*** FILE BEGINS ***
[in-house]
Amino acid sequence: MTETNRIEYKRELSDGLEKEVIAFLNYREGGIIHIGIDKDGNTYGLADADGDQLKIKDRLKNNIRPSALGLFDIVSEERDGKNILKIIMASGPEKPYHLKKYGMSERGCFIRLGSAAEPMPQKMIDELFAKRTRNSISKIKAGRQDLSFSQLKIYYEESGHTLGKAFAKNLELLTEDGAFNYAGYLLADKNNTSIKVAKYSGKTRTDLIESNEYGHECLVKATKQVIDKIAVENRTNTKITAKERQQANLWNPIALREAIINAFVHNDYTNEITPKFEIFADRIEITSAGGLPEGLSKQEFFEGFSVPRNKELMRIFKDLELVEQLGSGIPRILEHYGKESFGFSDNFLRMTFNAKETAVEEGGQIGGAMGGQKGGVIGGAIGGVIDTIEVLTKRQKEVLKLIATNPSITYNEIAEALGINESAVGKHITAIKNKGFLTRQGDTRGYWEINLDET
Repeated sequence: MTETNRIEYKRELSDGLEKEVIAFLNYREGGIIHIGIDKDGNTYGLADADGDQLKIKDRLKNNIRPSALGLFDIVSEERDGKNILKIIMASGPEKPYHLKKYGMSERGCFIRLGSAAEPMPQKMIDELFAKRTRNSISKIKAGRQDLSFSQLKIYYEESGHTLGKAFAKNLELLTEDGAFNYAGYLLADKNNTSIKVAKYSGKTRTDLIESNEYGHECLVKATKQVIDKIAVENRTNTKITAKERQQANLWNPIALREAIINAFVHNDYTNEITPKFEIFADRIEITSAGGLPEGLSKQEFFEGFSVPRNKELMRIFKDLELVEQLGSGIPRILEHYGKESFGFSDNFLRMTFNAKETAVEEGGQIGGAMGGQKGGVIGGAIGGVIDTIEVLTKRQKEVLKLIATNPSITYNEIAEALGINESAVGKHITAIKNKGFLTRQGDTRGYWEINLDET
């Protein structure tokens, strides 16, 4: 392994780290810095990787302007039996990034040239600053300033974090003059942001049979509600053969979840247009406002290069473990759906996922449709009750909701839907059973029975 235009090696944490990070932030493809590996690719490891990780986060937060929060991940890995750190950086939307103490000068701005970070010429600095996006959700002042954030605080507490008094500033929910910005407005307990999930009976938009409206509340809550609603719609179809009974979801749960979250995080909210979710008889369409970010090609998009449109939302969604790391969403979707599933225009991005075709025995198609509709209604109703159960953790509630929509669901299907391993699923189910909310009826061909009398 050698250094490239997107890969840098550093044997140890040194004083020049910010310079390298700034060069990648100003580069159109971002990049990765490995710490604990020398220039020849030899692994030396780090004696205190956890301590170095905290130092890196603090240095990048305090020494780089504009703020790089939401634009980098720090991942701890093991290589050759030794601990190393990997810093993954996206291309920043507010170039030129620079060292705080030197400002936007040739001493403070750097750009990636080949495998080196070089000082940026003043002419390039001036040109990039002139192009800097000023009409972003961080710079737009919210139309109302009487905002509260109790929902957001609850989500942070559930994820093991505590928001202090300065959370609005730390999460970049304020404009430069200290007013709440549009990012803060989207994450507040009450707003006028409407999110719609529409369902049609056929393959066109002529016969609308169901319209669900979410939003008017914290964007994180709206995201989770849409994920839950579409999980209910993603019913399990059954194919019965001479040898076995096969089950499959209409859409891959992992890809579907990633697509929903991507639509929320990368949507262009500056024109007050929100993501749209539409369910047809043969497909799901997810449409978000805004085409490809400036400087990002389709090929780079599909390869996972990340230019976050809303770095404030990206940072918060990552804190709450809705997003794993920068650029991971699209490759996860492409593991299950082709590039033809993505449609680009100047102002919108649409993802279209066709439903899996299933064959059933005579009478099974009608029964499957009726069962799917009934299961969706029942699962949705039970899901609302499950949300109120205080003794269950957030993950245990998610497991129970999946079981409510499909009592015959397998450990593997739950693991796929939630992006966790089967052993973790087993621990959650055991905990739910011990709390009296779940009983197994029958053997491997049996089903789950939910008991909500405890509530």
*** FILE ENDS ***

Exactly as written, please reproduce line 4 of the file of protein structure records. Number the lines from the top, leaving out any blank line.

């Protein structure tokens, strides 16, 4: 392994780290810095990787302007039996990034040239600053300033974090003059942001049979509600053969979840247009406002290069473990759906996922449709009750909701839907059973029975 235009090696944490990070932030493809590996690719490891990780986060937060929060991940890995750190950086939307103490000068701005970070010429600095996006959700002042954030605080507490008094500033929910910005407005307990999930009976938009409206509340809550609603719609179809009974979801749960979250995080909210979710008889369409970010090609998009449109939302969604790391969403979707599933225009991005075709025995198609509709209604109703159960953790509630929509669901299907391993699923189910909310009826061909009398 050698250094490239997107890969840098550093044997140890040194004083020049910010310079390298700034060069990648100003580069159109971002990049990765490995710490604990020398220039020849030899692994030396780090004696205190956890301590170095905290130092890196603090240095990048305090020494780089504009703020790089939401634009980098720090991942701890093991290589050759030794601990190393990997810093993954996206291309920043507010170039030129620079060292705080030197400002936007040739001493403070750097750009990636080949495998080196070089000082940026003043002419390039001036040109990039002139192009800097000023009409972003961080710079737009919210139309109302009487905002509260109790929902957001609850989500942070559930994820093991505590928001202090300065959370609005730390999460970049304020404009430069200290007013709440549009990012803060989207994450507040009450707003006028409407999110719609529409369902049609056929393959066109002529016969609308169901319209669900979410939003008017914290964007994180709206995201989770849409994920839950579409999980209910993603019913399990059954194919019965001479040898076995096969089950499959209409859409891959992992890809579907990633697509929903991507639509929320990368949507262009500056024109007050929100993501749209539409369910047809043969497909799901997810449409978000805004085409490809400036400087990002389709090929780079599909390869996972990340230019976050809303770095404030990206940072918060990552804190709450809705997003794993920068650029991971699209490759996860492409593991299950082709590039033809993505449609680009100047102002919108649409993802279209066709439903899996299933064959059933005579009478099974009608029964499957009726069962799917009934299961969706029942699962949705039970899901609302499950949300109120205080003794269950957030993950245990998610497991129970999946079981409510499909009592015959397998450990593997739950693991796929939630992006966790089967052993973790087993621990959650055991905990739910011990709390009296779940009983197994029958053997491997049996089903789950939910008991909500405890509530």